Irish Poetry, from the English Invasion to 1798

By Rusell K. Alspach | Go to book overview
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The Fifteenth and Sixteenth Centuries

DURING these centuries the volume of extant Irish poetry increases somewhat. Besides miscellaneous verse, that includes the pieces in the Hanmer collection and in the Book of Howth, there is the work of Richard Stanihurst, the first Irish poet of whom we have any definite knowledge.

The miscellaneous verse begins with two poems on Waterford, printed by Croker in his Popular Songs of Ireland. The manuscript volume out of which Croker dug the poems "appears," he says, "to be the collection of some laborious antiquary about the latter end of the reign of Elizabeth."76 That manuscript volume is known now as the "Hanmer Papers" and is printed in the Addenda of the State Papers, Ireland, 1601-1603. The collector of these papers, Meredith Hanmer, D.D. ( 1543- 1604), a Shropshire Englishman, best known for his Chronicle of Ireland that was published by Sir James Ware in 1633, spent the years from 1591 to his death in 1604 in Ireland.77 The time he had left from his duties in the church--and it must have been considerable--he seems to have devoted to research into the antiquities of Ireland,78 and his papers have in them much of interest besides the two poems noticed by Croker.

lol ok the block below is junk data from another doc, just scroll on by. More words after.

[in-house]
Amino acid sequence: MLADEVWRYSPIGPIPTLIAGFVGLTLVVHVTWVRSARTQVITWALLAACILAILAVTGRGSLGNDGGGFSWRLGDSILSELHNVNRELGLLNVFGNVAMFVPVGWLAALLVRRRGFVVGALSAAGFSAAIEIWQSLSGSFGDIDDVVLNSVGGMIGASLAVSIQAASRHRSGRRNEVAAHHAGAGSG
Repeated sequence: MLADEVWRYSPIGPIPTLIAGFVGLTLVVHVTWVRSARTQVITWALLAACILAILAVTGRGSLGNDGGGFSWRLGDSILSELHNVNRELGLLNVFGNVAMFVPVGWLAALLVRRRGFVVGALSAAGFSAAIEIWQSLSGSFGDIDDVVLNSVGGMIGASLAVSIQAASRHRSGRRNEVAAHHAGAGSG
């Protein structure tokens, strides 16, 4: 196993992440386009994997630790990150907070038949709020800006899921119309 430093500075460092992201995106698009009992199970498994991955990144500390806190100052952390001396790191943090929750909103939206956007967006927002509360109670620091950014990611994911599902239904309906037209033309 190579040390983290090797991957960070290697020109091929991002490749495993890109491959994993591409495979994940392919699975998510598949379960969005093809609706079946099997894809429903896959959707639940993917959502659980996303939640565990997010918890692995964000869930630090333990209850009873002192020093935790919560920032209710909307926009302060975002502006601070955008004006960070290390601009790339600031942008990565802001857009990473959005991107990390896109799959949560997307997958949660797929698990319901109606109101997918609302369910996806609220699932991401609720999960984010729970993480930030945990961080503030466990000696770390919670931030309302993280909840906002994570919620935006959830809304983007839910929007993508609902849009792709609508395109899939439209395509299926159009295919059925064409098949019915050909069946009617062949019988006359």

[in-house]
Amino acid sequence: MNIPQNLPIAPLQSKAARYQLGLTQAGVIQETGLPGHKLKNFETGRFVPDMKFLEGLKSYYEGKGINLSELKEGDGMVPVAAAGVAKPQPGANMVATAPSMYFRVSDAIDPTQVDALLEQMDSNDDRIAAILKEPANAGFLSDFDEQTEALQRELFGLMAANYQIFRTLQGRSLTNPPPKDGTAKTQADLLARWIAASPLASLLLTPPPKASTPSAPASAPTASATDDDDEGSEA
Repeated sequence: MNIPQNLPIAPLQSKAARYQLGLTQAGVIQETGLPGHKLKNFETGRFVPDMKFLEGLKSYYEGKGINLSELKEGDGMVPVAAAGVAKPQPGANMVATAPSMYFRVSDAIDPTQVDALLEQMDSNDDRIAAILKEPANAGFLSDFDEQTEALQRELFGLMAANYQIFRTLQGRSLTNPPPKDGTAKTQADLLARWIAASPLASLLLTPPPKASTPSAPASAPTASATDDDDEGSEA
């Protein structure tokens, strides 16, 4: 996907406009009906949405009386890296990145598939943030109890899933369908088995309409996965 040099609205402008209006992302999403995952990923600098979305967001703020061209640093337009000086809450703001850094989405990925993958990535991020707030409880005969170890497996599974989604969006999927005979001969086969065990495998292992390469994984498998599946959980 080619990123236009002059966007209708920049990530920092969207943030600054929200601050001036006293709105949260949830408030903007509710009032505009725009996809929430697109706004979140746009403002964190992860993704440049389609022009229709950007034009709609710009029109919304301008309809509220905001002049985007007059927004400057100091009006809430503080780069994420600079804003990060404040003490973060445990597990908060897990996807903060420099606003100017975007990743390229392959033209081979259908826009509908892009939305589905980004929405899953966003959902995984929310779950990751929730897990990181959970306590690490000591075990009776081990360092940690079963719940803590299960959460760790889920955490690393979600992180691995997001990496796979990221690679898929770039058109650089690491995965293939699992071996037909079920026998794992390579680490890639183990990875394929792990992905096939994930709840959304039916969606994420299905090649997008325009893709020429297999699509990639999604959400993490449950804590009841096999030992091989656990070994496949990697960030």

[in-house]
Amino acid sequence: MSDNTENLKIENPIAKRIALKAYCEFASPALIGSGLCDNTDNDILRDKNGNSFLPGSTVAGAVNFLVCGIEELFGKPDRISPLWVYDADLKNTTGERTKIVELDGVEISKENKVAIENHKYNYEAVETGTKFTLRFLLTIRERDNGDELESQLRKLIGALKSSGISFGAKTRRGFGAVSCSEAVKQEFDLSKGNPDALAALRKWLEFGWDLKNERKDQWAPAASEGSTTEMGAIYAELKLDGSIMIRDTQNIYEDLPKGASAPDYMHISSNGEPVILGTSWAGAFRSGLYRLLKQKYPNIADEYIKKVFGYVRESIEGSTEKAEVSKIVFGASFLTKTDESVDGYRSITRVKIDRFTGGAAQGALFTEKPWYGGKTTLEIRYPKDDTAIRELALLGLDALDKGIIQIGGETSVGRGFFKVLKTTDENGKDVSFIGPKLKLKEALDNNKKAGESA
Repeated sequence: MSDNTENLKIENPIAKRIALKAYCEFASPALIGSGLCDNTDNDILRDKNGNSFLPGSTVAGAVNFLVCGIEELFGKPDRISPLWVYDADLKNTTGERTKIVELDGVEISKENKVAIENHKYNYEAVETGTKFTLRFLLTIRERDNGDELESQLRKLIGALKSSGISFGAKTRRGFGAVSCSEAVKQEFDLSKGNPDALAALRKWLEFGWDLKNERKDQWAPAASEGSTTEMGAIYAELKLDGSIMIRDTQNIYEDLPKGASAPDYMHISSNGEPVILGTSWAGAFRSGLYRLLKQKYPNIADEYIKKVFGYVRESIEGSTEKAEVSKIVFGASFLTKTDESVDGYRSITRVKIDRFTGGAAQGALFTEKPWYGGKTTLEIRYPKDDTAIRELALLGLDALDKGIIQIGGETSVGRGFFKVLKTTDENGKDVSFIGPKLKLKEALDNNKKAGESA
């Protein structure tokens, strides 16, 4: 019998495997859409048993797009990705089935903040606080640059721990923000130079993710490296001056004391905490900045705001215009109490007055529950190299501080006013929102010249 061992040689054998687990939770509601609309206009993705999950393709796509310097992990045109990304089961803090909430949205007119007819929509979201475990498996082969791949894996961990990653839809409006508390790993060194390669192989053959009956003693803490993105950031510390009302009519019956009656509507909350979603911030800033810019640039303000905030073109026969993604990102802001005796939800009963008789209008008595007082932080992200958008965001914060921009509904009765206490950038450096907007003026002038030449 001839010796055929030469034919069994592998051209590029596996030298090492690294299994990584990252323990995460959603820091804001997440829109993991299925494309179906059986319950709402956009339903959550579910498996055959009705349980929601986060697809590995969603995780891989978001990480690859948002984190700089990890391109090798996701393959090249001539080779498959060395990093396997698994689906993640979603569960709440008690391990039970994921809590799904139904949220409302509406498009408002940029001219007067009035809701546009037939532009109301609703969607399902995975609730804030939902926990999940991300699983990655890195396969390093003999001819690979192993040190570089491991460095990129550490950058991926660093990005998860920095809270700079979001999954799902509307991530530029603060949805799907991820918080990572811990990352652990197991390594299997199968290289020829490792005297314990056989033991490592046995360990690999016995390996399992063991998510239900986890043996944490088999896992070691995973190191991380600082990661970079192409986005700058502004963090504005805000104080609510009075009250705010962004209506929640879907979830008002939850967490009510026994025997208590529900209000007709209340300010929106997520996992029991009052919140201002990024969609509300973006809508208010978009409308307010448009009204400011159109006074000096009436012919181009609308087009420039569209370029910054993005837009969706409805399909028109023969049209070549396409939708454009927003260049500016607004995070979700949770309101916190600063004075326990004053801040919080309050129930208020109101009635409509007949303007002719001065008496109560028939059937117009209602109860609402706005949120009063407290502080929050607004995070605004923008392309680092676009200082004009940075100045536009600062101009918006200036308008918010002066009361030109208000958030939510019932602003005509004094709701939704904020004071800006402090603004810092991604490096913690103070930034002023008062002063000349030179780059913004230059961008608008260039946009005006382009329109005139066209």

The earlier of the two poems, " The Mayor of Waterford's Letter," written in or a little after the year 1487, concerns the attempt of the Earl of Kildare and the Anglo-Irish lords to have Lambert Simnel crowned Edward VI of Ireland and England. On May 24, 1487, Simnel was actually crowned in St. Mary's

Croker, op. cit., p. 293.
He wrote to Burghley March 23, 1593-94 ( State Papers, Ireland, V, 229) about the unsettled state, in Ireland and Tirone's power, ending, "I beinge sett a worke to collect the antiquities of this land and to registre them unto the posteritie, doe come to the knowledge and view of these things."


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